Obama Outlines Initiatives To Raise Minimum Wage, Gain Energy Independence

President Barack Obama speaks in Warrensburg | Photo by Nuria Mathog
President Barack Obama, shown above at a July 2013 appearance in Warrensburg, pushed Tuesday night to raise the minimum wage. | Photo by Nuria Mathog

President Barack Obama briefly united Republicans and Democrats in Congress when he recognized a war-scarred soldier from St. Louis sitting next to Michelle Obama, but his comments during the annual State of the Union address predictably divided the parties.

“Like the Army he loves and like the America he serves, Sgt. 1st Class Corey Remsburg never gives up and he does not quit,” Obama said near the end of his annual address.

On Oct. 1, 2009, Remsburg, and seven other members of his unit were injured when a roadside bomb exploded. Remsburg lied face down in a canal with a shrapnel in his brain.

Remsburg, who was on his 10th deployment, was hit in the head with shrapnel and has a large scar on his left temple from the injury. He is blind in one eye and needed assistance standing up.

Remsburg held a thumbs up high to thank the president, and members of Congress from both parties appeared to be holding back tears during the applause for the soldier who went to junior high and high school in the St. Louis area before enlisting.

Raising the minimum wage

The announcement that drew the most attention was Obama’s executive order requiring that wages of federal contract workers be raised to at least $10.10 per hour.

During last year’s address to the joint session, Obama called on Congress to raise the minimum wage for all workers to that amount, but the legislation failed. Tuesday night, Obama called on governors and mayors to raise minimum wages at the state and local levels.

In 2006, Missouri voters passed an initiative that requires the minimum wage to automatically be raised each year to keep up with rising costs of living. This year Missouri’s minimum wage rose from $7.35 to $7.50 per hour. Legislation to raise the state’s minimum wage closer to $10 an hour was filed in the General Assembly this month.

In Kansas City and St. Louis at points throughout 2013, fast food workers joined national protests calling for higher wages. The median wage in the fast food industry is $8.94 an hour, according to the National Employment Law Project.

“Give America a raise,” Obama said Tuesday.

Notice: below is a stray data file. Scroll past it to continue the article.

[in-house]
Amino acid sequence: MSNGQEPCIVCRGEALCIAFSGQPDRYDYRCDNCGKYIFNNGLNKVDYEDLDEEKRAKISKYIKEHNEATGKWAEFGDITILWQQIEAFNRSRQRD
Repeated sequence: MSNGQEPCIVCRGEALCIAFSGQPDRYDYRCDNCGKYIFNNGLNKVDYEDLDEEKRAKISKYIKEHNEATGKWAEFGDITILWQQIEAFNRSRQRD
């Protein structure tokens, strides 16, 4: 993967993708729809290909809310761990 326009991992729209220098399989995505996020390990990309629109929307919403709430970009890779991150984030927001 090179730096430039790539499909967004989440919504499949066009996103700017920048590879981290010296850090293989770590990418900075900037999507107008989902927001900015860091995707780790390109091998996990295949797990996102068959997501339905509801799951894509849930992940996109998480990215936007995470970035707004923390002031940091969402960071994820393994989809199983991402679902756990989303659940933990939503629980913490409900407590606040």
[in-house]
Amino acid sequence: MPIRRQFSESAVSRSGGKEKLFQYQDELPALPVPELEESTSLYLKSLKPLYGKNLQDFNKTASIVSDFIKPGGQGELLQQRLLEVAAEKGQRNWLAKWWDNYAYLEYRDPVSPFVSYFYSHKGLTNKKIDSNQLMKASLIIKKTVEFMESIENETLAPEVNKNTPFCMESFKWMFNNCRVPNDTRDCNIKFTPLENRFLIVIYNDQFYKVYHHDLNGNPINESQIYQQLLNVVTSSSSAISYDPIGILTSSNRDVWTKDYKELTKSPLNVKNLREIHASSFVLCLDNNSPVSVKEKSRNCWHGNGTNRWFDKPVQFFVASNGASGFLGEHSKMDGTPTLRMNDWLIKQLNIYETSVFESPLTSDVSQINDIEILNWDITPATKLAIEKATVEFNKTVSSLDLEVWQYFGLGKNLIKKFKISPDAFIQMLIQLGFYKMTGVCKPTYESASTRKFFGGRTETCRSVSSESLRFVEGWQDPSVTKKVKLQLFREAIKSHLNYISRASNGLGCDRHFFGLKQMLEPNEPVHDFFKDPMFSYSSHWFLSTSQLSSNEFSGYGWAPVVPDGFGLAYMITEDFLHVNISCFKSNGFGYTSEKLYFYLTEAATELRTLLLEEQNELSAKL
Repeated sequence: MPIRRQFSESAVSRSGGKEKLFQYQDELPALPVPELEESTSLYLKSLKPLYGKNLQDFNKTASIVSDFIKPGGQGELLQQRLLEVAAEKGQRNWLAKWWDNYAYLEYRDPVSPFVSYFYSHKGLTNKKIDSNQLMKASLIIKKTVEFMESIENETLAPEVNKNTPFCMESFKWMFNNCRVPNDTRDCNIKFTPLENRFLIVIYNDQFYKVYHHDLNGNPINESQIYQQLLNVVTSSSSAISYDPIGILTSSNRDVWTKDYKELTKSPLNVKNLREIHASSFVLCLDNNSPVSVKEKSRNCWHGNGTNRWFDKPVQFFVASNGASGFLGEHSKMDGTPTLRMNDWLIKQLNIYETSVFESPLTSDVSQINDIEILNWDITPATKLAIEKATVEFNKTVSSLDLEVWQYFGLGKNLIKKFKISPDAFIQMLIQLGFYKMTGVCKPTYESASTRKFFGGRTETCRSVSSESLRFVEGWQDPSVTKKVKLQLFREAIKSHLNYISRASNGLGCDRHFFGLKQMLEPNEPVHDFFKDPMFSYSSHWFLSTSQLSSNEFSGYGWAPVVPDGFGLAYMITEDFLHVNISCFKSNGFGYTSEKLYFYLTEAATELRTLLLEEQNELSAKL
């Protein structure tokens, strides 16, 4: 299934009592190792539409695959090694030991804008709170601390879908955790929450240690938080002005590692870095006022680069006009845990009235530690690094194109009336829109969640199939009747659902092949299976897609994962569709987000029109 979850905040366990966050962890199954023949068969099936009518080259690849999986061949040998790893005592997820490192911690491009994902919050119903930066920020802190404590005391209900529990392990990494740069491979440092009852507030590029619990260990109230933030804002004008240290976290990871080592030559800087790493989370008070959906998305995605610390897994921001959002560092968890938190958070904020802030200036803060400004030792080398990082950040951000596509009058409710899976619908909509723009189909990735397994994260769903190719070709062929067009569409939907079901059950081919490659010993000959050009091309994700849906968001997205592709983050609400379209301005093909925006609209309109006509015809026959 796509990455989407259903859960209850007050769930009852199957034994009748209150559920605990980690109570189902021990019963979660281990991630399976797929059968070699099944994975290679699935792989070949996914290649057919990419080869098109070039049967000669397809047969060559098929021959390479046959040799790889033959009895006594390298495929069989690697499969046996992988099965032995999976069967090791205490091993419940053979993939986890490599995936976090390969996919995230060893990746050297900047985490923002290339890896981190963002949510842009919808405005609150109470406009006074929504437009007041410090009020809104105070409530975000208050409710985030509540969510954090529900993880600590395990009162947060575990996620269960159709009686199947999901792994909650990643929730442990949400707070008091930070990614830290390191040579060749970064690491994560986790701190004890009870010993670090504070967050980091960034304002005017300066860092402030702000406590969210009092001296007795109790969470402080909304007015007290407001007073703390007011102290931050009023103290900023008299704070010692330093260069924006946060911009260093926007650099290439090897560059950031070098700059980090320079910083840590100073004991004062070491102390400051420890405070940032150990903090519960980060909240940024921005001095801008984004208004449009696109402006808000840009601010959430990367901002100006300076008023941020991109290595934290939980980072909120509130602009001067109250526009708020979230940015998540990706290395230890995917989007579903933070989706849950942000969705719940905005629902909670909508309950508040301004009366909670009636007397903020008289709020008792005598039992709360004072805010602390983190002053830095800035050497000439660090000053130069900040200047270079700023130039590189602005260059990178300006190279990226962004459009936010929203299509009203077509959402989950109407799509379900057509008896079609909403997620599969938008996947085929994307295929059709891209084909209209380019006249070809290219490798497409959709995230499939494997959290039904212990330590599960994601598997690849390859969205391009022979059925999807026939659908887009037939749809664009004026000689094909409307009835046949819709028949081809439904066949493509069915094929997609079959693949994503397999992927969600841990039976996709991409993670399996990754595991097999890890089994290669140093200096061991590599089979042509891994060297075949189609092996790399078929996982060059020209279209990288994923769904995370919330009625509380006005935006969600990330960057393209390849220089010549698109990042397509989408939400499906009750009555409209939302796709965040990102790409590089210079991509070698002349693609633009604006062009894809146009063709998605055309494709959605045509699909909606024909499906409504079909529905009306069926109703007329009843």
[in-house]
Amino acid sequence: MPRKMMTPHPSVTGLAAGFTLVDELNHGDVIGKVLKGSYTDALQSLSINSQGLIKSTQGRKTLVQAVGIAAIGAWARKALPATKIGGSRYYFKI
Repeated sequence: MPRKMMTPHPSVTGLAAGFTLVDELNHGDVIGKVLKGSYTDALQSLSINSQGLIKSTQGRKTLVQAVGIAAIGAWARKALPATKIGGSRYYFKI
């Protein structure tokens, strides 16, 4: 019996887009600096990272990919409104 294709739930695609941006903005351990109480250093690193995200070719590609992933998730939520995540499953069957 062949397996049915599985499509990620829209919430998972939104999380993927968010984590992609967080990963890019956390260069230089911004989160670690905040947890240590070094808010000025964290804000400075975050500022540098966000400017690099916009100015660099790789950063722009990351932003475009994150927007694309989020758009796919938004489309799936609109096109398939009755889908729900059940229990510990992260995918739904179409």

Republicans aren’t convinced the government should meddle with minimum wage. In the GOP’s rebuttal Rep. Cathy McMorris Rodgers, R-Wash., said, “I’d like to share a more hopeful Republican vision. One that empowers you, not the government. It’s one the champions free markets and trusts people to make their own decisions.”

Energy independence

Obama said that every four minutes an American home or business adds solar panels. He wants to eliminate $4 billion in tax breaks for fossil fuel industries and use the money to create incentives for companies to create jobs in the renewable energy industry.

One example is a project by Ameren Missouri: a solar farm in O’Fallon that will create 50 to 70 construction jobs, cost $10 to $20 million and power 650 homes.

Missouri response

Reaction to the State of the Union was mixed among Missouri’s Republican and Democratic representatives.

Republican Rep. Sam Graves echoed the GOP reaction with a comment in support of the free market. “The President spoke about income inequality tonight, but failed to mention his own role in making that gap wider,” Graves said in a statement, adding that governments cannot create jobs but only “set the table for economic growth for small business owners.”

“We must unleash our small businesses from excessive federal regulatory and tax constraints so the private sector can grow, create jobs, and lift wages and opportunities for all,” Graves said.

Democratic Sen. Clair McCaskill said she does not believe the president laid out any goals that divide the parties. “Raising the minimum wage for working families, building innovative private-public partnerships to invest in our roads and bridges, making the tax code fairer, and fixing our broken immigration system aren’t partisan initiatives,” McCaskill said. “They’re commonsense goals that we should all be ready to rally behind to strengthen America’s middle class families.”


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